Experts at Bradford University have been involved in a reconstruction to reveal the face of a medieval knight at a Scottish castle.

Dr Jo Buckberry, a biological anthropologist at the University of Bradford, and archaeological scientist Dr Janet Montgomery were in a team investigating the identity of the warrior possibly killed in Scotland’s wars of independence with England in the late 13th and early 14th centuries.

Stirling Castle changed hands several times and scientific tests have been used to work out whether he might have been a Scot, an Englishman or even French.

The team’s efforts to unravel the puzzle will be shown on Thursday as part of BBC2’s History Cold Case series. The programme focuses on two of ten skeletons excavated from a lost royal chapel and will seek to discover why and when the knight, and a woman buried nearby, met violent ends.

Dr Buckberry said: “Techniques have advanced a long way since the skeletons were discovered in 1997 and we can now tell much more about where people came from, their lifestyles and causes of death.

“This group is highly unusual because of where the people were buried, suggesting that they might have been socially important and have died during extreme events such as sieges.”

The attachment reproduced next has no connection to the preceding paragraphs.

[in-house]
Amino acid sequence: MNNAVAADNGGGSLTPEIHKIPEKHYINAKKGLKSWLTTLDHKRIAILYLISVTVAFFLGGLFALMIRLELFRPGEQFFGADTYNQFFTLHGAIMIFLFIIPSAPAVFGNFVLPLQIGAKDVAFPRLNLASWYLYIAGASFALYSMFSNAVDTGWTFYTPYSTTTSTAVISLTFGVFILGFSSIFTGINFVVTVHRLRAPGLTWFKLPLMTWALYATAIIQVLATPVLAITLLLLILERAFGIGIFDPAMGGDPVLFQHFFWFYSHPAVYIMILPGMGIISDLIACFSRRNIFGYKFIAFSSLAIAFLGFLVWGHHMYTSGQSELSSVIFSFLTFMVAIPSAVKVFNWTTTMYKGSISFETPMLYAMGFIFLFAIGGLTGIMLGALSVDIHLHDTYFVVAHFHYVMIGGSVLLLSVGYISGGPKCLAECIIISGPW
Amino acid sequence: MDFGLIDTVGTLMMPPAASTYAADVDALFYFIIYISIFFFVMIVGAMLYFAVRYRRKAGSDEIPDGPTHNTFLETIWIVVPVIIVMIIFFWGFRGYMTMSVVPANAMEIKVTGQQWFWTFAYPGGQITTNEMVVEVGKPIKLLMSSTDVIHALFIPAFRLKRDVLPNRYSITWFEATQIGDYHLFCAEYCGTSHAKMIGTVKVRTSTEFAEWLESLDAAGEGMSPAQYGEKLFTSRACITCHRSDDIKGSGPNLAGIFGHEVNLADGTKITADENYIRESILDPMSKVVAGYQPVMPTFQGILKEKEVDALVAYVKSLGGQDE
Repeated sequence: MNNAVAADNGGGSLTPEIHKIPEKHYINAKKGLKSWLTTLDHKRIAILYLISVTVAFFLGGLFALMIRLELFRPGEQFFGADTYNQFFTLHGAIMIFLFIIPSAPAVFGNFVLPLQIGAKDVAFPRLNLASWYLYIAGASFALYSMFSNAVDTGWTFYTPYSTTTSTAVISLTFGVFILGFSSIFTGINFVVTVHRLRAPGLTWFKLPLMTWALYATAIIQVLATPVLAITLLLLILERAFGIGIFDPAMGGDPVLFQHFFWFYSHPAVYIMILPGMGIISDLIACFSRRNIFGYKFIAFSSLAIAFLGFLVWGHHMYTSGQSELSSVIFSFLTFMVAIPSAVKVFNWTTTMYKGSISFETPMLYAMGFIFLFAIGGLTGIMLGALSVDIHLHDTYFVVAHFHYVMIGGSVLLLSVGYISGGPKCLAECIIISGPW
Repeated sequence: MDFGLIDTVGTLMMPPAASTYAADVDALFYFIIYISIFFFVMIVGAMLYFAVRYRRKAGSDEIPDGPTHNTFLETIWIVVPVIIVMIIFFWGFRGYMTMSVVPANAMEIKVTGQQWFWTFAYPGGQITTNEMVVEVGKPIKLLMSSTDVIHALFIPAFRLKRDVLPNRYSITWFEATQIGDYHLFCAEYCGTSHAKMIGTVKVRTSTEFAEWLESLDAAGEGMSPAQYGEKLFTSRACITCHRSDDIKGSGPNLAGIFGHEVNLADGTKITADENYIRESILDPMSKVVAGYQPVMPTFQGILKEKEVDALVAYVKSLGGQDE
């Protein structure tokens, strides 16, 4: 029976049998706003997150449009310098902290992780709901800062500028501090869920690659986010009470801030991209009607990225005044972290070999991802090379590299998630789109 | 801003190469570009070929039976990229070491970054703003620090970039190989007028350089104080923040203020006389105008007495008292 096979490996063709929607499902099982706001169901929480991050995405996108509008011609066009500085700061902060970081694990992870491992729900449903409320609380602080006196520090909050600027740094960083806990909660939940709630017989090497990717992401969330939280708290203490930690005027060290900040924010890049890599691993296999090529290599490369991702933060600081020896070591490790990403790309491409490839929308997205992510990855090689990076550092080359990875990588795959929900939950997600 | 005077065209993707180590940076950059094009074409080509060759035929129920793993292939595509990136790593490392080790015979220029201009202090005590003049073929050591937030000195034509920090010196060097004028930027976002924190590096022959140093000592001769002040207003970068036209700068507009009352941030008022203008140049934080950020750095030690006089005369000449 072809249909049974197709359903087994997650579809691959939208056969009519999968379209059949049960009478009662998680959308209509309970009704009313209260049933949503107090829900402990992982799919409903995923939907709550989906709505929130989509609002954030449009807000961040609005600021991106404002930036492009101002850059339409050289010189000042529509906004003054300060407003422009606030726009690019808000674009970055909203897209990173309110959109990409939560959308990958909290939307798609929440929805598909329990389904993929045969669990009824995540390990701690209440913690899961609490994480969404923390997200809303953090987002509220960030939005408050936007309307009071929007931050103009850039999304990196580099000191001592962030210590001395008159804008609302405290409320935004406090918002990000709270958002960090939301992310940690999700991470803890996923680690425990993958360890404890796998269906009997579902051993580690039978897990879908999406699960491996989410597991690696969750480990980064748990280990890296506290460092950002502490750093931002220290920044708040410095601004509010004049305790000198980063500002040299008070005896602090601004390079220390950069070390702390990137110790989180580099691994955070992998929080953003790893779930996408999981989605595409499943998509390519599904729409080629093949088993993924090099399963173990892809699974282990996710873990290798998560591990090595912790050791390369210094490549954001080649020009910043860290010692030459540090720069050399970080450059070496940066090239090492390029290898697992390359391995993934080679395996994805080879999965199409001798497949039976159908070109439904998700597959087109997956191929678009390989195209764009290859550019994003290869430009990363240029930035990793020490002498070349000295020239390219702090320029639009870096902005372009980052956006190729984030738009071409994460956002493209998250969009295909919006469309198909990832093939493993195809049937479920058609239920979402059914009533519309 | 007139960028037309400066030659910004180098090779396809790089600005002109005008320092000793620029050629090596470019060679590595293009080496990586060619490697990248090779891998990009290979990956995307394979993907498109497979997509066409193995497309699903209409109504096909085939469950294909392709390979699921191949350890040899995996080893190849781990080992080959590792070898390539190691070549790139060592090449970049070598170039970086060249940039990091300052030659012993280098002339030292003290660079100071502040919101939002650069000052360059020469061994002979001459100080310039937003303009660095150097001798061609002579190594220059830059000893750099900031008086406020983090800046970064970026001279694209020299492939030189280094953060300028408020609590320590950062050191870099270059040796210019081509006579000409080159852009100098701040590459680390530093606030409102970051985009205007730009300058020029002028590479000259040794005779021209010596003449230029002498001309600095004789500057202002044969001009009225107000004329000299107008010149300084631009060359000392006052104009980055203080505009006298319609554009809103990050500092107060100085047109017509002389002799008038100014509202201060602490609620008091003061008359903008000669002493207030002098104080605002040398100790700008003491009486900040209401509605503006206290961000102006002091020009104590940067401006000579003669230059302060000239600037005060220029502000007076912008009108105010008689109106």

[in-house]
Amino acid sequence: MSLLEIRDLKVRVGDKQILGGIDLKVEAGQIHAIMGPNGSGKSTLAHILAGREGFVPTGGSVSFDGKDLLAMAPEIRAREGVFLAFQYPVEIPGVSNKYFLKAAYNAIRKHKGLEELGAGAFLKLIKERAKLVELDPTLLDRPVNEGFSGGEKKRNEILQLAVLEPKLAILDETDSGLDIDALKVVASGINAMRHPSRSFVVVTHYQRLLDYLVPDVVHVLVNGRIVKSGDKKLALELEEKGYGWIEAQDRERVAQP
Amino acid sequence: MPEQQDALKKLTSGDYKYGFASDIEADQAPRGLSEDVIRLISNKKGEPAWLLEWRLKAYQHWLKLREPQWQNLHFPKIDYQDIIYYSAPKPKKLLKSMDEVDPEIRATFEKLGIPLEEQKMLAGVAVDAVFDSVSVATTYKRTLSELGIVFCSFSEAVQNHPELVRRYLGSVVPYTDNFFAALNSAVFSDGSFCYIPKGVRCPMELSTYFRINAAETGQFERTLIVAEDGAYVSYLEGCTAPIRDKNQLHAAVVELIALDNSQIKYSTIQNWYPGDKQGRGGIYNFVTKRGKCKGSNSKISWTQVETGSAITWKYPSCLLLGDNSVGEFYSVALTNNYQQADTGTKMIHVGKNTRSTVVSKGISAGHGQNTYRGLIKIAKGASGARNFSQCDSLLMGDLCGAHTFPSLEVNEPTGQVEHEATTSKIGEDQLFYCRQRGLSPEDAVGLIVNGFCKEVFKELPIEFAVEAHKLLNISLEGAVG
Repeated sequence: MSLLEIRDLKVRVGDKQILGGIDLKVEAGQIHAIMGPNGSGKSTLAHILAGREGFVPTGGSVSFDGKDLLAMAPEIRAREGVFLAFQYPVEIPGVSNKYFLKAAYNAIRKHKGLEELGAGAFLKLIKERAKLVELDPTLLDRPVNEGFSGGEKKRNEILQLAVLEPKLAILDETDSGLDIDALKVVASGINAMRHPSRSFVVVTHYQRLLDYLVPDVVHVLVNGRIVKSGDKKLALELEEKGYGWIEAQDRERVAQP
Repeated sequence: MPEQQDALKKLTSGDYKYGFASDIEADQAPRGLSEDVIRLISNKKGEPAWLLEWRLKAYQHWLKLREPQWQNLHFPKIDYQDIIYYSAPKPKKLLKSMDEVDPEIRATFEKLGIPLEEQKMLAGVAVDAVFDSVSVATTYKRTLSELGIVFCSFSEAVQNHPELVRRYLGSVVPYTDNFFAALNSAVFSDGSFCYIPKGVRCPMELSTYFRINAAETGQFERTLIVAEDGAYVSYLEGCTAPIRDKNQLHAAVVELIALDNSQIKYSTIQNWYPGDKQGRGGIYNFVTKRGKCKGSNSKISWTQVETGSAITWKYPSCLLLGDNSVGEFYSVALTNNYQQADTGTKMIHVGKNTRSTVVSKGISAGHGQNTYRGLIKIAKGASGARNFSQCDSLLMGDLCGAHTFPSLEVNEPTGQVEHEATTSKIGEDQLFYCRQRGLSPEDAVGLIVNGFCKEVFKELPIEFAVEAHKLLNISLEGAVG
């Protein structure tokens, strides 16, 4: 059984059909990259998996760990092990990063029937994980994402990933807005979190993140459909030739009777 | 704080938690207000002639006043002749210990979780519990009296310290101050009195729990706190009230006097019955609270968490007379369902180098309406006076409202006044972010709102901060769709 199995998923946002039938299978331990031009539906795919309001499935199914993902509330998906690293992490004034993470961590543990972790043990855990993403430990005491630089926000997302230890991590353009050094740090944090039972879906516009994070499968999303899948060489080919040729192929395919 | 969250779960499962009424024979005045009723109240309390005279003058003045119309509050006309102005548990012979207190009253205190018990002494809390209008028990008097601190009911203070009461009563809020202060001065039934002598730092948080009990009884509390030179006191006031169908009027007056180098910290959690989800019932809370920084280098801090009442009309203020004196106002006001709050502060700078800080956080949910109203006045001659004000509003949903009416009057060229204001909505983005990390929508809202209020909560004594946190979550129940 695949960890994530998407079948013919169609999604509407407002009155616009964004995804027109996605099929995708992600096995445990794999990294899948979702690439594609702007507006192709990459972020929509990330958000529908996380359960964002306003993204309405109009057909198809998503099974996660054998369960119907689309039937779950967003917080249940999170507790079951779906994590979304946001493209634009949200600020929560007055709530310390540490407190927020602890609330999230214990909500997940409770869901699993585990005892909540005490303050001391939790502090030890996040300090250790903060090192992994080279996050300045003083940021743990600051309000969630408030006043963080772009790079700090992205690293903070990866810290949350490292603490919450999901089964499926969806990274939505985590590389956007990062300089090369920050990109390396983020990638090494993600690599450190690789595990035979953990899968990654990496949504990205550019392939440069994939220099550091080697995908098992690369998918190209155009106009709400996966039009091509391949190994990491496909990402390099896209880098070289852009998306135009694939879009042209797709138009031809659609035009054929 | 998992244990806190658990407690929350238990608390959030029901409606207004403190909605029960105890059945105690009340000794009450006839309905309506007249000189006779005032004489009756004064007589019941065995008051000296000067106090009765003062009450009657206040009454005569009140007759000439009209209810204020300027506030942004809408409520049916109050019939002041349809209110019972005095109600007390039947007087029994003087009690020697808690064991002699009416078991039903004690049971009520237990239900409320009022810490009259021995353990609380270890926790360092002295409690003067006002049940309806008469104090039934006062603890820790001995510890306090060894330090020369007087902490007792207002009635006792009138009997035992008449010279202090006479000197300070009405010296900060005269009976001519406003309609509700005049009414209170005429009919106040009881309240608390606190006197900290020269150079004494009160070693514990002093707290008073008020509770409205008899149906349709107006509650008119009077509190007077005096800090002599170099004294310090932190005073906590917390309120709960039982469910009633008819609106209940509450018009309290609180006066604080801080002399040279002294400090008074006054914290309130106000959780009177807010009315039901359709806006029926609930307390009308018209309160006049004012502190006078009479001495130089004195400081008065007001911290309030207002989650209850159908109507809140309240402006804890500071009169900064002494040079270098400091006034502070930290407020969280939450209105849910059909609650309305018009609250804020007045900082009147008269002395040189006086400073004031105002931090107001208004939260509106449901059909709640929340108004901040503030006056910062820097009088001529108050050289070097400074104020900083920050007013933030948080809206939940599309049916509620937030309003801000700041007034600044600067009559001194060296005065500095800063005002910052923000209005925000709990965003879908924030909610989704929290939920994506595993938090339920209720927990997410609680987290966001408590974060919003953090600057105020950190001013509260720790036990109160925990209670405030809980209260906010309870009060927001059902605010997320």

The skeletons were found during work for Historic Scotland’s £12 million refurbishment of the castle’s Renaissance royal palace to how it may have looked in the 1540s.

Richard Strachan, senior archaeologist with Historic Scotland, said: “The facial reconstruction of the knight gives a powerful impression of what a warrior who died in the 1300s may have looked like.

“He was a very strong and fit nobleman, with the physique of a professional rugby player, who would have been trained since boyhood to handle heavy swords and other weapons and who would have spent a great deal of time on horseback.

“We are building on this work through a project with Dr Buckberry and her colleagues, to use the latest archaeological techniques to discover more about the loves and origins of all the people found buried in the chapel.”

One avenue of research will be to compare the results from the Stirling skeletons with those of soldiers found in mass graves who were killed at the Battle of Towton, near Tadcaster, the decisive clash of England’s Wars of the Roses in 1461.